A global rally in stocks is driving some investors to drink, but not in the way you might think.
Prices for fine wines have climbed to their highest levels since October 2011 on speculation that equities near record highs are poised to drop. Wines and the funds that buy them are being viewed much like gold — as a store of value in uncertain times — after the U.K. voted to leave the European Union and the U.S. elected Donald Trump as president.
“Favorable macroeconomic conditions, constrained supply and robust demand will continue to drive the market,” said Chris Smith, an investment manager at the London-based Wine Investment Fund Ltd. The fund returned 17 percent in 2016, boosting its net asset value to 248 million pounds ($310 million). “Prices to most buyers still look cheap in historical terms.”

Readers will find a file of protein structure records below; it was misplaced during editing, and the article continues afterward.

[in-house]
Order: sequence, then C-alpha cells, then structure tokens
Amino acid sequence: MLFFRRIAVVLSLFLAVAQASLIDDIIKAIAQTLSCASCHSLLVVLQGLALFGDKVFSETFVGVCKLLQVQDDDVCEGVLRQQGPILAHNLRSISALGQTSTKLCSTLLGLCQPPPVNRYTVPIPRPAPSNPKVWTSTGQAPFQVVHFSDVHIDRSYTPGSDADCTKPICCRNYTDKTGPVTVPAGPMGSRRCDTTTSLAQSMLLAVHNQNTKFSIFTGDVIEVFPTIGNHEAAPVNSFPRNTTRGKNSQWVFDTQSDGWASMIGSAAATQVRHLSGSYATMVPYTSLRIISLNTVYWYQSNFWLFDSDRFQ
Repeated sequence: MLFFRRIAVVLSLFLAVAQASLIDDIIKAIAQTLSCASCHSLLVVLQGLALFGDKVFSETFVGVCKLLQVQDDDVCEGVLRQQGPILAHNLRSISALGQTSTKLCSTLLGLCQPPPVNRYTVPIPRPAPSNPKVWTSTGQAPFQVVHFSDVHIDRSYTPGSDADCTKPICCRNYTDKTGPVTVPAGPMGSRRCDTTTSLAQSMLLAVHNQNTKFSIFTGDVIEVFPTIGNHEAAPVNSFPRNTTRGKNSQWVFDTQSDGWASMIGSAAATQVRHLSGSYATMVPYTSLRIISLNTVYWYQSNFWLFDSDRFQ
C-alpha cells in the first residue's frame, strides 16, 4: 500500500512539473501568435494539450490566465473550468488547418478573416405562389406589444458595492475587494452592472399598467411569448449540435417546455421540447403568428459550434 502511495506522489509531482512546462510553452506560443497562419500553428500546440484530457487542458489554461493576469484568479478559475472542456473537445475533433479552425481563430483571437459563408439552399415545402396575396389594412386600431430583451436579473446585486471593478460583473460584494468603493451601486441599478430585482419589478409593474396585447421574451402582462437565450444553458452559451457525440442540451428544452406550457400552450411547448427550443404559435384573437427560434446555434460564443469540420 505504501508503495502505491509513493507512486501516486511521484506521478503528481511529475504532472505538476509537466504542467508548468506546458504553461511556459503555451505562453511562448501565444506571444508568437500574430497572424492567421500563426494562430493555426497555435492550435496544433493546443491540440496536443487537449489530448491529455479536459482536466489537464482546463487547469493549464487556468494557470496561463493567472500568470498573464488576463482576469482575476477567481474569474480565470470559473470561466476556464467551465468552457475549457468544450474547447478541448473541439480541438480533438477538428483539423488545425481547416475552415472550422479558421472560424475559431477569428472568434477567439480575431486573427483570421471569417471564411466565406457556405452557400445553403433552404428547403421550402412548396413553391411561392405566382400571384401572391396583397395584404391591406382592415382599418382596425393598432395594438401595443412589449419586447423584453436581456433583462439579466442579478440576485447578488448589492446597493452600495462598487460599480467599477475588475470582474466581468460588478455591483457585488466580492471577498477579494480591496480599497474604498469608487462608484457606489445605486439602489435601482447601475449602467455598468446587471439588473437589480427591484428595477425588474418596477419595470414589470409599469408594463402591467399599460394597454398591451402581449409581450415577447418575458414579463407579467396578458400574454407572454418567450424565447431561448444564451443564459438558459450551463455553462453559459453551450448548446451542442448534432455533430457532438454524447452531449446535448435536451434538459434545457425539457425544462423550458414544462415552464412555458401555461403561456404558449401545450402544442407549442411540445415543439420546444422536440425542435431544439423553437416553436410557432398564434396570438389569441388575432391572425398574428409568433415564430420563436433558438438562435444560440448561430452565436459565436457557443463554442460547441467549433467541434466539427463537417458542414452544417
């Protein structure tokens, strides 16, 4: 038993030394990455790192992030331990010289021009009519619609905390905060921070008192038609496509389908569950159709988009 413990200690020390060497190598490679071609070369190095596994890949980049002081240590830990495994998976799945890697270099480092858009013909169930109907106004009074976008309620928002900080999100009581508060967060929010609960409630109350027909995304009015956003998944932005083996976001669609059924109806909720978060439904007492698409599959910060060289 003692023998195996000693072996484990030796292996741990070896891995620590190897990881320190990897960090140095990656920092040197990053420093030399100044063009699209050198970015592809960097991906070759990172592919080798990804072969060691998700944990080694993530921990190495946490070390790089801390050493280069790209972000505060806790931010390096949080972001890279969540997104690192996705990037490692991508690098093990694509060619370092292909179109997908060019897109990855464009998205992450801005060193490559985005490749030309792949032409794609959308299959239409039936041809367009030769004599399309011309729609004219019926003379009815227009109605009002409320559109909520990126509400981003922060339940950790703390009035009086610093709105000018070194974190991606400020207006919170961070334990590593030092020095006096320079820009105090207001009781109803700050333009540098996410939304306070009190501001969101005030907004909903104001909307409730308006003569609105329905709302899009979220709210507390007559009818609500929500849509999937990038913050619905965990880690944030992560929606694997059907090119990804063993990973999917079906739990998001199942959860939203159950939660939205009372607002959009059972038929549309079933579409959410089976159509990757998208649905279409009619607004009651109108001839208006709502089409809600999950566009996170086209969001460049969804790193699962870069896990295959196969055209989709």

A weaker pound is helping to make sterling-based wine contracts cheaper for overseas investors and boosting the value of indexes, which are denominated in the British currency and track the value of the most sought-after wines. Chinese investors have also returned to the market after overstocking when prices were rallying in 2010, only to be followed by five years of losses.
The Pinstripe and Bowler Club shares information with MF Solutions Ltd